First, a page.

“It’s just like Jim Collins says in Good to Great,” Somers says. “You don’t take on technology just because it's a shiny new toy, but because it can really catapult you in the right direction.”
Even though the old software company got new owners, Somers wasn’t comfortable about their ability to shift with the times.
He decided to pull the trigger. Immediately. In the middle of the busy summer season.
“I said, ‘Let's just do it,” Somers says. “Let’s not wait. And let’s do it in the shortest amount of time possible.”
The implementation process was simply amazing, impressive. It’s really dialed in. The steps are there. The check-ins are there. Whatever the issues were in the past, I can tell you we did not experience them. I was very, very impressed.”
Onboarding with relative ease
Somers raves about the relationship he and his company built with their ServiceTitan implementation manager.
“The implementation process was simply amazing, impressive,” he says. “It’s really dialed in. The steps are there. The check-ins are there. Whatever the issues were in the past, I can tell you we did not experience them. I was very, very impressed.”
After going live earlier this year, Somers knows the work isn’t over.
“Just because you go live doesn't mean you're complete,” he says. “There are still other steps in the process. You still have to fine tune things, and make decisions, and you really can only do that when you’re live.”
That part is going well, too, he says.
“The technicians, the office, everybody has been very open and accepting,” he says. “Every now and then you find a little thing that’s different, and you have to walk everybody through it, and explain ‘The Why.’ That’s very important.”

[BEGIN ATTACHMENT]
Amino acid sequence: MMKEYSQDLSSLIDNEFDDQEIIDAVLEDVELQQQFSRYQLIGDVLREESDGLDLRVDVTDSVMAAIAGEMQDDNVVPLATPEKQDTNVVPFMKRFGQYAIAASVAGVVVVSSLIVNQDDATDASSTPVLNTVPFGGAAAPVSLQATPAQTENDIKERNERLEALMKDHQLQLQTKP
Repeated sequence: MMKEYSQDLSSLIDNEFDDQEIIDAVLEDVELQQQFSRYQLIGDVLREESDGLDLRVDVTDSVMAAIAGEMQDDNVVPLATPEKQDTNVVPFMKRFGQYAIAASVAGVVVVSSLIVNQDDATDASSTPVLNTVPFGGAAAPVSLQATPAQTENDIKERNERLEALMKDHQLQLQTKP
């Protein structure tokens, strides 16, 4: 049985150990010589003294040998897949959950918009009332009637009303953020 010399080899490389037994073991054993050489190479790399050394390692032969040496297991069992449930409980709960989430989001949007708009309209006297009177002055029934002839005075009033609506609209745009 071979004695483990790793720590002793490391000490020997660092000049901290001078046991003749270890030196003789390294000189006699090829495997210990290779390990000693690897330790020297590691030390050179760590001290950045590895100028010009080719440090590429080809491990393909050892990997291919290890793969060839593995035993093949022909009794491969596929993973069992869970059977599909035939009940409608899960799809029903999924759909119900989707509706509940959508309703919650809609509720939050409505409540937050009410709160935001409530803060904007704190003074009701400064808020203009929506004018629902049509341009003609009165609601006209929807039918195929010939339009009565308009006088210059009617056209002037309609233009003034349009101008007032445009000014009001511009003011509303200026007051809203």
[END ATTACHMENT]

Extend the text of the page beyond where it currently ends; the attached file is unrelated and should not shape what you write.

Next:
Somers makes a keen observation when he notes that changing software requires relearning methods and creating new habits.
“And so, obviously, a big part of having success is making sure everybody has the right attitude,” he says. “The other part of success is having a software that it’s intuitive and easy to learn.”
He adds: “Not just easy to learn in the sense of it makes sense, and is easy to figure out. You need information to be readily available—in very digestible formats—if you don't understand something.”
Somers says making sure employees understand “The Why” is crucial.
“They have to understand The Why as it applies to the company and to them personally, on their level,” he says. “They need to know how it’s going to make their life different, and improve it.”
Somers spent time helping the team understand that the changes were making things more efficient and smoother, tracking was better, and that better information at their fingertips would make their jobs easier.
Also crucial to a successful conversion: leadership buy-in.
“We all thought this was the right time to do this,” Somers says. “That was half the battle there, because the leadership has to go out to their team and convince them. If they have any doubts, they're going to convey those doubts, right?”
Last, but crucially, Somers says you need to pick an internal implementation manager.
“We freed up one person to be 100 percent committed to the conversion,” he says. “If he needed overtime, he got overtime. His other responsibilities went to somebody else.”
With more software fronts to conquer, there is a need for ongoing training. “Our internal person is doing all the reinforcement of the training with the team,” Somers says.
In the end, despite any misgivings, the plan was designed for success.
And that’s what happened.